Salvation as a Selective Incentive

32 Pages Posted: 3 Feb 2005

See all articles by Jonathan Klick

Jonathan Klick

University of Pennsylvania Carey Law School; Erasmus School of Law; PERC - Property and Environment Research Center


As club goods, religions face the problem of free riding. Smaller religious clubs, such as cults or sects, can often surmount this problem through communal pressures or by requiring their members to provide easily monitored signals. Generally, however, such tactics will be unavailable or too costly for large denominations, and, as such, these denominations must look for other techniques to avoid free riding. This paper argues that the Roman Catholic doctrine of justification by faith and works serves as an Olsonian selective incentive, and presents empirical evidence in support of this claim. Specifically, I show that Catholics contribute significantly more to their churches as they approach death than do members of Protestant denominations. More generally, this paper suggests that church doctrines influence behavioral incentives and religious leaders may be able to capitalize on these behavioral effects for the benefit of their church.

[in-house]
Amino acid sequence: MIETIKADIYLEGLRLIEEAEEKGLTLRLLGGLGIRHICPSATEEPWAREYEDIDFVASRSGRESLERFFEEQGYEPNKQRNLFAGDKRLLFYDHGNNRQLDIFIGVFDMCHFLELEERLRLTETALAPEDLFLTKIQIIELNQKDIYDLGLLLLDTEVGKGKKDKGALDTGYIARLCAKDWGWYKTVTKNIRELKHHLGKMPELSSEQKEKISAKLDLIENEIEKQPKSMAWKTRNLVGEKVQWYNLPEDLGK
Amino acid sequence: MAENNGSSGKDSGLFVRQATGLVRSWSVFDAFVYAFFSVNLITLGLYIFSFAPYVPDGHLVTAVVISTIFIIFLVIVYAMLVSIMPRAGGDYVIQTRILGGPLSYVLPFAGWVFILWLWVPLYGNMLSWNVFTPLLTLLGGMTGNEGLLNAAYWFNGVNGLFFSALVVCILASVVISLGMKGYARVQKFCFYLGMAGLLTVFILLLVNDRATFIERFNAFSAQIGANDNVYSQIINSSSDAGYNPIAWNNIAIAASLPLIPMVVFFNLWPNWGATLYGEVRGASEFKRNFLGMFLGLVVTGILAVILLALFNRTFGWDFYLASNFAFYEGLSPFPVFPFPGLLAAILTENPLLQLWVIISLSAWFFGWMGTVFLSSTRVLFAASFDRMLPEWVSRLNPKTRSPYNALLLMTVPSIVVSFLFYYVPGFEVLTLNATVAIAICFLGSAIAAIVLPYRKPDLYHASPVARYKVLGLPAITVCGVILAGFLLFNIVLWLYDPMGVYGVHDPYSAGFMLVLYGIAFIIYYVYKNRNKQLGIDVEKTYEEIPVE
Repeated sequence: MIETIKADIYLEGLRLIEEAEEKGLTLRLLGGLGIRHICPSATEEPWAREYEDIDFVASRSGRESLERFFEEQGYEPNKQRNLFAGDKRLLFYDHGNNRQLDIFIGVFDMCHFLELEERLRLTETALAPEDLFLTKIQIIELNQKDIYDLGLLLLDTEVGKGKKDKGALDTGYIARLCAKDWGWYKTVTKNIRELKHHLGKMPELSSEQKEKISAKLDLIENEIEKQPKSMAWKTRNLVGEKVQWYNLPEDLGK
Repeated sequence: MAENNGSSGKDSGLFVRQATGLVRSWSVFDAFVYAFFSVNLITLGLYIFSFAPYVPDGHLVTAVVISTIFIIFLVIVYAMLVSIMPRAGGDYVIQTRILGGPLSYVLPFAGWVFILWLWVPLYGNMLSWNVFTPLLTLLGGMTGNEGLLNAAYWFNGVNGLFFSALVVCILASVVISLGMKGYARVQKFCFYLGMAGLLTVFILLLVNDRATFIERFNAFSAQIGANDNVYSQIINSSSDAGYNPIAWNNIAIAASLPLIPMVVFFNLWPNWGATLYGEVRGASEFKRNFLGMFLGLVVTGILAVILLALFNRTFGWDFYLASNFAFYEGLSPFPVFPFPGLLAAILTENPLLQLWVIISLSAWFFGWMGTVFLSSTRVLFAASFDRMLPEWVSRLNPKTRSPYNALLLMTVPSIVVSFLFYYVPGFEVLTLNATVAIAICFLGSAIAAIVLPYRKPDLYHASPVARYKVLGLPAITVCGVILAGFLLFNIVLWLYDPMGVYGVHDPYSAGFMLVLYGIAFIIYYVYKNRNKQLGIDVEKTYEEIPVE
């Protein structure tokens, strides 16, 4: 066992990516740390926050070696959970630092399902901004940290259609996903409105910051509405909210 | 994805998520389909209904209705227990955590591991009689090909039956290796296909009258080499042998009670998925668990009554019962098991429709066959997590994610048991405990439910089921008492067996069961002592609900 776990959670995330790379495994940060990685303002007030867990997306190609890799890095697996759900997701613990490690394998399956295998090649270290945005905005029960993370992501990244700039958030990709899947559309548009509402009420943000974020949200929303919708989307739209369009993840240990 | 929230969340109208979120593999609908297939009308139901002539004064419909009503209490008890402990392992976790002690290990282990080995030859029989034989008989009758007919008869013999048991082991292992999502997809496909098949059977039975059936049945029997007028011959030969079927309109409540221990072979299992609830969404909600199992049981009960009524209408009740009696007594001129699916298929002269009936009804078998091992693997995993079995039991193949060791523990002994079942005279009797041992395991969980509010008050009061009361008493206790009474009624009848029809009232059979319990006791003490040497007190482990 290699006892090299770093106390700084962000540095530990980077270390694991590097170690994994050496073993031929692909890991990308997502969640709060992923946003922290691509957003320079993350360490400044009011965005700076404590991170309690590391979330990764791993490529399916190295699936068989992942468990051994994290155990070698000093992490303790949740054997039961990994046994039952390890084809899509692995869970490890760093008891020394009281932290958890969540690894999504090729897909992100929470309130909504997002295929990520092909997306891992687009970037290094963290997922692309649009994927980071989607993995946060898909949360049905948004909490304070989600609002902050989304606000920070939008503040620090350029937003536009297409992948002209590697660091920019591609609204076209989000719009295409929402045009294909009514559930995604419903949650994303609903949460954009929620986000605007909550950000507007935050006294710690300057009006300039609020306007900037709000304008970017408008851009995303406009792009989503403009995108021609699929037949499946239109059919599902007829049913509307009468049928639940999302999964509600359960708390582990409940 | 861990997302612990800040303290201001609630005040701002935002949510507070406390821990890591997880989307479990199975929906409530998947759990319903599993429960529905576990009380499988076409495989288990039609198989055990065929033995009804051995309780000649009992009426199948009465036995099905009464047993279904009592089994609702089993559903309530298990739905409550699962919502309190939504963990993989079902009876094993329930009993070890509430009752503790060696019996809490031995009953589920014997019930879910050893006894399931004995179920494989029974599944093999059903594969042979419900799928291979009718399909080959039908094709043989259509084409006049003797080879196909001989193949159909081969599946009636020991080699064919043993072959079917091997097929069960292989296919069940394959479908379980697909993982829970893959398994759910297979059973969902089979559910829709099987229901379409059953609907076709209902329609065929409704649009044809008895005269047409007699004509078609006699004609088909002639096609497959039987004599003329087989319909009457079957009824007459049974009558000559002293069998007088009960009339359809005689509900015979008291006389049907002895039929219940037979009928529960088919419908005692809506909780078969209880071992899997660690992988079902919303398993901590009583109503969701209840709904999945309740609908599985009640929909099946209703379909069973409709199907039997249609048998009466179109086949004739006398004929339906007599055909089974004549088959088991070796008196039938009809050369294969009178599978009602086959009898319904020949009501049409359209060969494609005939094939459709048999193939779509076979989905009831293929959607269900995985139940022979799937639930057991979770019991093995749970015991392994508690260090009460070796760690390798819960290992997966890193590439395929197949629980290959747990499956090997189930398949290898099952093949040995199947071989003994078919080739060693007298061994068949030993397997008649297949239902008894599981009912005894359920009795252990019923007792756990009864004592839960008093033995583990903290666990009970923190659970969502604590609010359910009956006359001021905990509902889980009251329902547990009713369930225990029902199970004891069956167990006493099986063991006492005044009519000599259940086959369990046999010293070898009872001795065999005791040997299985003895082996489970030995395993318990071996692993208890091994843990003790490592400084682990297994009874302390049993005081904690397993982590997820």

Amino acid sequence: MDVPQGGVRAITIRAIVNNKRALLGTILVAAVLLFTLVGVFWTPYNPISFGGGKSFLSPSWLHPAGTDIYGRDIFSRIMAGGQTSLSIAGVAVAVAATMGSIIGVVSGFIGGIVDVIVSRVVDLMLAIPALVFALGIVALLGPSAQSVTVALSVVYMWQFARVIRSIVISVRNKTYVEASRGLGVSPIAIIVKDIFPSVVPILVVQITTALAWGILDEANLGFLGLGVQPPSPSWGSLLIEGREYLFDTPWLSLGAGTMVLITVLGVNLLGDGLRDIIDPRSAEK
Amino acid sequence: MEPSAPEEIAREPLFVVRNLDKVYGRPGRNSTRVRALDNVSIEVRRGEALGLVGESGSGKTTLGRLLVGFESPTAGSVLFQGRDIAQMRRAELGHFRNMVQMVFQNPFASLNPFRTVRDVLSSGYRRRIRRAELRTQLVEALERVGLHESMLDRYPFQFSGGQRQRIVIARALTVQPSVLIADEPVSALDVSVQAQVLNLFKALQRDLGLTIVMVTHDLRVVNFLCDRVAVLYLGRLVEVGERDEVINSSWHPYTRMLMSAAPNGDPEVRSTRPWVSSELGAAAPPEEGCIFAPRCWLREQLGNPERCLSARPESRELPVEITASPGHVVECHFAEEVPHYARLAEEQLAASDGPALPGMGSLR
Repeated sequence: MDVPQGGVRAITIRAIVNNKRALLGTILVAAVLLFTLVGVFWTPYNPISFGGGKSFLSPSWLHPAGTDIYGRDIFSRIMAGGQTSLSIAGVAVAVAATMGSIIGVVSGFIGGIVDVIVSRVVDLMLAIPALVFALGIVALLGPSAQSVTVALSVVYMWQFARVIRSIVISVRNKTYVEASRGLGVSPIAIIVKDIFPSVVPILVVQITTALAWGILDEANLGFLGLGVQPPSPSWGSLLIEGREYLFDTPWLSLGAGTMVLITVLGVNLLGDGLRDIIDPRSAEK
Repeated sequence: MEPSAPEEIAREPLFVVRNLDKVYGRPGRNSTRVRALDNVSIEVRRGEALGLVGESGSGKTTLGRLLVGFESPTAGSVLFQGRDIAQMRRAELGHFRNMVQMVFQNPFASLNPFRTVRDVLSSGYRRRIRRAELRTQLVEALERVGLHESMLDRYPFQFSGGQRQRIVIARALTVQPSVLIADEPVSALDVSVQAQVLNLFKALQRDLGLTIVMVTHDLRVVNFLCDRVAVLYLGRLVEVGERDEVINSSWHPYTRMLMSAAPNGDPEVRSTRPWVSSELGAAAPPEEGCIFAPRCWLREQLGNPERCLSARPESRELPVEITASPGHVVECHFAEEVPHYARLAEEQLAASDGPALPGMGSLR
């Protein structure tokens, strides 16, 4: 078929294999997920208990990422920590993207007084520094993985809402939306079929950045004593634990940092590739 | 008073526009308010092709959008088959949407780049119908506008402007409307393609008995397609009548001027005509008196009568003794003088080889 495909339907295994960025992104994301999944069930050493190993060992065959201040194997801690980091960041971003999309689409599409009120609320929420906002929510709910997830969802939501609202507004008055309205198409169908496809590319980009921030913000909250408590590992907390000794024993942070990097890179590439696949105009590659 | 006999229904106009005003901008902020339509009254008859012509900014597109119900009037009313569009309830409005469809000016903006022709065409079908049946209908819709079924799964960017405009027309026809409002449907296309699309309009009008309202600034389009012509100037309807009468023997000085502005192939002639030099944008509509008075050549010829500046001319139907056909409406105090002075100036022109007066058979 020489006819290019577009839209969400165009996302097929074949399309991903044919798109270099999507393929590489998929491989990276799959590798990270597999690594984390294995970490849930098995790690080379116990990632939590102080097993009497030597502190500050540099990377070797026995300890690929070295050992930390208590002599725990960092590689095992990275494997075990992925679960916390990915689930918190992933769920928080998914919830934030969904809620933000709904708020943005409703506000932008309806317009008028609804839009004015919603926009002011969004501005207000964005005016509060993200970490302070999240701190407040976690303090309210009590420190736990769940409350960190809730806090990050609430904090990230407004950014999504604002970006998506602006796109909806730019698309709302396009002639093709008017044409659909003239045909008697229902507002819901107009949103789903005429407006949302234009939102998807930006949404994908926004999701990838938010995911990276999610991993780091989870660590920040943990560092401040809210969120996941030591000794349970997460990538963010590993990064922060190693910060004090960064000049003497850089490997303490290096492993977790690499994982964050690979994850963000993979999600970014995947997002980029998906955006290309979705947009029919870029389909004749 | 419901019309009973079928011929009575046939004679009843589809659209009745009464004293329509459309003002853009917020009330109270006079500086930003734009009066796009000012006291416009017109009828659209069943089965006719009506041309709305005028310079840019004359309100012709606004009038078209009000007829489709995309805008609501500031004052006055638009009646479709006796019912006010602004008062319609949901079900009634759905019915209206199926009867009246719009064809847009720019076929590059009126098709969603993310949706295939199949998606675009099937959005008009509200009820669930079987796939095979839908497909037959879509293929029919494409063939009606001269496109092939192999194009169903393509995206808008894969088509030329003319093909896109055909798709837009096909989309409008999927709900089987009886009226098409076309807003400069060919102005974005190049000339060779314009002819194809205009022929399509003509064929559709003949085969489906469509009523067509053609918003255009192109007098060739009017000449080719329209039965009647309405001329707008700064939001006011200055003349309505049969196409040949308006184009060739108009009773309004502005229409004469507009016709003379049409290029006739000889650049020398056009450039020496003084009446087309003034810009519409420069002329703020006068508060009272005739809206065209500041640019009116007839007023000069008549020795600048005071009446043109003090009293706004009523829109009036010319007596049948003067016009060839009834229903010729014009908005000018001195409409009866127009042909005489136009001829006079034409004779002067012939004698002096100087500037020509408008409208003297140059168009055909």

Keywords: Economics, Religion, Law, Free-riding, Institutions, Public Choice

JEL Classification: H0, K0, L0

Suggested Citation

Klick, Jonathan, Salvation as a Selective Incentive. Available at SSRN:

Jonathan Klick (Contact Author)

University of Pennsylvania Carey Law School ( email )

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Erasmus School of Law ( email )

3000 DR Rotterdam

PERC - Property and Environment Research Center

2048 Analysis Drive
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Bozeman, MT 59718
United States

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